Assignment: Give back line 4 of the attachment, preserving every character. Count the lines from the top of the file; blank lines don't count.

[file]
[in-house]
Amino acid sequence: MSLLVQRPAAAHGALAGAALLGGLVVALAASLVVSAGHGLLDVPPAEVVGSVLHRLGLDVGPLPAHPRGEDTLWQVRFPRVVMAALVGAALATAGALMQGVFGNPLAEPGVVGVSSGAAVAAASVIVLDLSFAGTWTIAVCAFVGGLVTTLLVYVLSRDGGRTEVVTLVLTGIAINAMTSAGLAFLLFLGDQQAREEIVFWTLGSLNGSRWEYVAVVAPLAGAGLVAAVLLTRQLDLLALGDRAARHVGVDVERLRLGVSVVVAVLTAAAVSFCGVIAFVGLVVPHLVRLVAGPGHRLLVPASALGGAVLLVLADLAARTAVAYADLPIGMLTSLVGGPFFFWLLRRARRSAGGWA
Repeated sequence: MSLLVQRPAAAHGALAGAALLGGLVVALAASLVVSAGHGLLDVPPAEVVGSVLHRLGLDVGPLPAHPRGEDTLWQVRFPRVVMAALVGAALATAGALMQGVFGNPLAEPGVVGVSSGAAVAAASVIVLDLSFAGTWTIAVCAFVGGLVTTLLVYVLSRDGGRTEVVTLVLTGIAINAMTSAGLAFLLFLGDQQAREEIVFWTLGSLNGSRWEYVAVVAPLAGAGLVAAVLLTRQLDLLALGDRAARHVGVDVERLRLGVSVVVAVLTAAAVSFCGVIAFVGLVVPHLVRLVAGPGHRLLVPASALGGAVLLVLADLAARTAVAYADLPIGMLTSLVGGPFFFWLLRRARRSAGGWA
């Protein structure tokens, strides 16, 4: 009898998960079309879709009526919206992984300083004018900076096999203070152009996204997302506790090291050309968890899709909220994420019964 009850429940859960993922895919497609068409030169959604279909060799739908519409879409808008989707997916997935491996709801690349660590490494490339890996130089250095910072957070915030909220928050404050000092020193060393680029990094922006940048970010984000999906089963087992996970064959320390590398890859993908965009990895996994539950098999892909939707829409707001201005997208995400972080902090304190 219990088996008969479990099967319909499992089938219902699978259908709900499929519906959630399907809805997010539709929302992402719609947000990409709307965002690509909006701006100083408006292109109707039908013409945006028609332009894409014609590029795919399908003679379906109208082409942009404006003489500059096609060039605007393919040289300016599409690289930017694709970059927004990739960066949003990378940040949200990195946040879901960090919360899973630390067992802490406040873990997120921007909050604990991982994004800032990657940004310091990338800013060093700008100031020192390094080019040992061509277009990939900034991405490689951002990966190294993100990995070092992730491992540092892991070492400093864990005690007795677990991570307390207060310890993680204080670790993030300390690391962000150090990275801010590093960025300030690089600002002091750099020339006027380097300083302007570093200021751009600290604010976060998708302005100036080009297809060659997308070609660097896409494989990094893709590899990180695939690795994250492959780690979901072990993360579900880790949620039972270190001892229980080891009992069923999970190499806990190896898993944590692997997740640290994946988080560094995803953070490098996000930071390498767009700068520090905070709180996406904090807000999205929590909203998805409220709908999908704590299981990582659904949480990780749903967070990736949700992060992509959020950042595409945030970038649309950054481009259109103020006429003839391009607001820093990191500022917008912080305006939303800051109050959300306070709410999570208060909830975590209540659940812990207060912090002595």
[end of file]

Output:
């Protein structure tokens, strides 16, 4: 009898998960079309879709009526919206992984300083004018900076096999203070152009996204997302506790090291050309968890899709909220994420019964 009850429940859960993922895919497609068409030169959604279909060799739908519409879409808008989707997916997935491996709801690349660590490494490339890996130089250095910072957070915030909220928050404050000092020193060393680029990094922006940048970010984000999906089963087992996970064959320390590398890859993908965009990895996994539950098999892909939707829409707001201005997208995400972080902090304190 219990088996008969479990099967319909499992089938219902699978259908709900499929519906959630399907809805997010539709929302992402719609947000990409709307965002690509909006701006100083408006292109109707039908013409945006028609332009894409014609590029795919399908003679379906109208082409942009404006003489500059096609060039605007393919040289300016599409690289930017694709970059927004990739960066949003990378940040949200990195946040879901960090919360899973630390067992802490406040873990997120921007909050604990991982994004800032990657940004310091990338800013060093700008100031020192390094080019040992061509277009990939900034991405490689951002990966190294993100990995070092992730491992540092892991070492400093864990005690007795677990991570307390207060310890993680204080670790993030300390690391962000150090990275801010590093960025300030690089600002002091750099020339006027380097300083302007570093200021751009600290604010976060998708302005100036080009297809060659997308070609660097896409494989990094893709590899990180695939690795994250492959780690979901072990993360579900880790949620039972270190001892229980080891009992069923999970190499806990190896898993944590692997997740640290994946988080560094995803953070490098996000930071390498767009700068520090905070709180996406904090807000999205929590909203998805409220709908999908704590299981990582659904949480990780749903967070990736949700992060992509959020950042595409945030970038649309950054481009259109103020006429003839391009607001820093990191500022917008912080305006939303800051109050959300306070709410999570208060909830975590209540659940812990207060912090002595």